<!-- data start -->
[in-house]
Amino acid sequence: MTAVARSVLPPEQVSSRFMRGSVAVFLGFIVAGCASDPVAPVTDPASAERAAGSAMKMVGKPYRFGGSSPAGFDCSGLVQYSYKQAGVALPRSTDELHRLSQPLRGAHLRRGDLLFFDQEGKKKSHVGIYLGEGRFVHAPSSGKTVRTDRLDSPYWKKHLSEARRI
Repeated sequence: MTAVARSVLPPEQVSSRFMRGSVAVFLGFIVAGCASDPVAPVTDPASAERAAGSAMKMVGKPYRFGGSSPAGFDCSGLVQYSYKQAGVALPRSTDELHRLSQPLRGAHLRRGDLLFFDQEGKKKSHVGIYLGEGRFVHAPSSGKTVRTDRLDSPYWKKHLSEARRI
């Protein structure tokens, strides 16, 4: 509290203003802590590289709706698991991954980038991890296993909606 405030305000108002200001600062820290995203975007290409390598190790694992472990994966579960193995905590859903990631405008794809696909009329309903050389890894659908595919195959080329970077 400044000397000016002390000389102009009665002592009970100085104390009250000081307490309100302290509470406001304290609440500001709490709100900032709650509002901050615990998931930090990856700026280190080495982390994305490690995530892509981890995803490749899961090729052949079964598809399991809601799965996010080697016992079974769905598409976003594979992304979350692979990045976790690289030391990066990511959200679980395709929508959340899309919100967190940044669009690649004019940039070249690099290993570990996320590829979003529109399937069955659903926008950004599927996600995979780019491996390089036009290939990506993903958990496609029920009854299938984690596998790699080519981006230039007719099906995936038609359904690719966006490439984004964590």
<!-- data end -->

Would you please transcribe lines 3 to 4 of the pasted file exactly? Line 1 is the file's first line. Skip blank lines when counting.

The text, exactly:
Repeated sequence: MTAVARSVLPPEQVSSRFMRGSVAVFLGFIVAGCASDPVAPVTDPASAERAAGSAMKMVGKPYRFGGSSPAGFDCSGLVQYSYKQAGVALPRSTDELHRLSQPLRGAHLRRGDLLFFDQEGKKKSHVGIYLGEGRFVHAPSSGKTVRTDRLDSPYWKKHLSEARRI
């Protein structure tokens, strides 16, 4: 509290203003802590590289709706698991991954980038991890296993909606 405030305000108002200001600062820290995203975007290409390598190790694992472990994966579960193995905590859903990631405008794809696909009329309903050389890894659908595919195959080329970077 400044000397000016002390000389102009009665002592009970100085104390009250000081307490309100302290509470406001304290609440500001709490709100900032709650509002901050615990998931930090990856700026280190080495982390994305490690995530892509981890995803490749899961090729052949079964598809399991809601799965996010080697016992079974769905598409976003594979992304979350692979990045976790690289030391990066990511959200679980395709929508959340899309919100967190940044669009690649004019940039070249690099290993570990996320590829979003529109399937069955659903926008950004599927996600995979780019491996390089036009290939990506993903958990496609029920009854299938984690596998790699080519981006230039007719099906995936038609359904690719966006490439984004964590």